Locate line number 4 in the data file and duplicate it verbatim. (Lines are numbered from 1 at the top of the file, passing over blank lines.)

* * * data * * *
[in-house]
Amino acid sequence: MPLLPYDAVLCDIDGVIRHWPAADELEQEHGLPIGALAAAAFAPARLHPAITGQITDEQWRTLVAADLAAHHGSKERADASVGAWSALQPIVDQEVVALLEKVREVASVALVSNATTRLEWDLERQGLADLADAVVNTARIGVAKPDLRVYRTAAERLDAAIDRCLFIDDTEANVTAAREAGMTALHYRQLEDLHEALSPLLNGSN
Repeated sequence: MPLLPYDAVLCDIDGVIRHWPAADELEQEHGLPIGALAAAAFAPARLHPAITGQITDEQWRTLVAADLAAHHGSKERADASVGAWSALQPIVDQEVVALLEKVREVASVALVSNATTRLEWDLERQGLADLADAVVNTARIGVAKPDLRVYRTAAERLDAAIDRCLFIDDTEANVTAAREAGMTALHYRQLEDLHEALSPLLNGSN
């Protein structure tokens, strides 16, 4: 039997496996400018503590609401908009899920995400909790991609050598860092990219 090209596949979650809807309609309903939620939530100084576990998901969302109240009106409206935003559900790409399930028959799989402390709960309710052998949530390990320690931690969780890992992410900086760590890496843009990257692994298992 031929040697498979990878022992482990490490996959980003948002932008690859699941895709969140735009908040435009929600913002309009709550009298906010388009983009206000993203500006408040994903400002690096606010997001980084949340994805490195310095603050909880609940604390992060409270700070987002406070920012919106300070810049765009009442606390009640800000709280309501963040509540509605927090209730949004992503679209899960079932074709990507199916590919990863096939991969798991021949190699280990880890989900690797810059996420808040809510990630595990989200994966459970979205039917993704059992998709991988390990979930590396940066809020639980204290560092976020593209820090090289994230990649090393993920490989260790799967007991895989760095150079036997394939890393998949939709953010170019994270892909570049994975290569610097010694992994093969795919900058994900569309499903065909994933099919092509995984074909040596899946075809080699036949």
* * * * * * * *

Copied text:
């Protein structure tokens, strides 16, 4: 039997496996400018503590609401908009899920995400909790991609050598860092990219 090209596949979650809807309609309903939620939530100084576990998901969302109240009106409206935003559900790409399930028959799989402390709960309710052998949530390990320690931690969780890992992410900086760590890496843009990257692994298992 031929040697498979990878022992482990490490996959980003948002932008690859699941895709969140735009908040435009929600913002309009709550009298906010388009983009206000993203500006408040994903400002690096606010997001980084949340994805490195310095603050909880609940604390992060409270700070987002406070920012919106300070810049765009009442606390009640800000709280309501963040509540509605927090209730949004992503679209899960079932074709990507199916590919990863096939991969798991021949190699280990880890989900690797810059996420808040809510990630595990989200994966459970979205039917993704059992998709991988390990979930590396940066809020639980204290560092976020593209820090090289994230990649090393993920490989260790799967007991895989760095150079036997394939890393998949939709953010170019994270892909570049994975290569610097010694992994093969795919900058994900569309499903065909994933099919092509995984074909040596899946075809080699036949």